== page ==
The next endangered species? US fertility rates drop to 30-year low
Fertility rates in the US have dropped below what’s necessary to maintain population levels in nearly every state, and the fertility rate for the entire country is the lowest it has been in 30 years, according to a new CDC report.
White women’s fertility rates declined in every single state, dropping below the rate needed to replenish the population, the Centers of Disease Control and Prevention revealed in an analysis of 2017 birth data. White people are aging more rapidly than other populations, and like all races have been hurt by the Great Recession.
The baby drought is the worst the US has seen in three decades, the CDC found, warning that it’s not just whites – the fertility rate for all races combined is now 16 percent lower than what’s needed to sustain current US population levels. Unless the decline reverses, researchers warn there will not be enough healthy young workers to shoulder the burden of the aging American population.
Only in South Dakota and Utah was the birth rate high enough to maintain the population. The prognosis is less grim for black women, with a fertility rate higher than the minimum sustainable rate in 12 states, and Hispanic women, whose fertility exceeded the baseline in 29 states.
American birth rates have declined over the past decade, especially in large metropolitan areas, which saw an 18 percent drop across all races since 2007. Economic insecurity, later marriages, and a sharp drop in teenage pregnancies have all contributed to the decline, which follows similar demographic trends in western Europe.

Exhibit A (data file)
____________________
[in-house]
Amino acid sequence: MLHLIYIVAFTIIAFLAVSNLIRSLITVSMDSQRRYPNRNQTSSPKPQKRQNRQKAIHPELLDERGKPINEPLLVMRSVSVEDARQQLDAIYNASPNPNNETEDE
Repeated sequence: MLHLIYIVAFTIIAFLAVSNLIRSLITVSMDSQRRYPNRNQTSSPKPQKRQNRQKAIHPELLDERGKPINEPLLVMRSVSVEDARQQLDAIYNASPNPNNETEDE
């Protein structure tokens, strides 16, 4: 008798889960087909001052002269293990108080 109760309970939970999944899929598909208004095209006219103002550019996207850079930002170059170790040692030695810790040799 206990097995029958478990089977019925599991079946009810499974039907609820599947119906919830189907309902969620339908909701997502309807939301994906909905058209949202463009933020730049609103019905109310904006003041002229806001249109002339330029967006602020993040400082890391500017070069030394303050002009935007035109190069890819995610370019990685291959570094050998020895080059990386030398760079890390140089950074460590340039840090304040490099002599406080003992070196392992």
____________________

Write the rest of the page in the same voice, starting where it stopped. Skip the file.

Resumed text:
Many young women feel forced to choose between motherhood and career due to the lack of paid maternity leave and affordable childcare, according to a 2018 survey which analyzed Americans’ reasons for delaying or eschewing reproduction. Others put off starting a family until they could afford a house or pay off student loan debts – goals Americans are finding increasingly impossible to reach.
Indeed, it’s not surprising that the two states with birthrates surpassing the replacement rate –Utah and South Dakota – are also two of the three best economic performers for 2017. Utah’s large Mormon population – Mormons have, on average, one more child per family than the national average – doesn’t hurt, either. Washington, DC had the lowest fertility rate, and despite its status as the nation’s capital, it is also notorious for its poverty.
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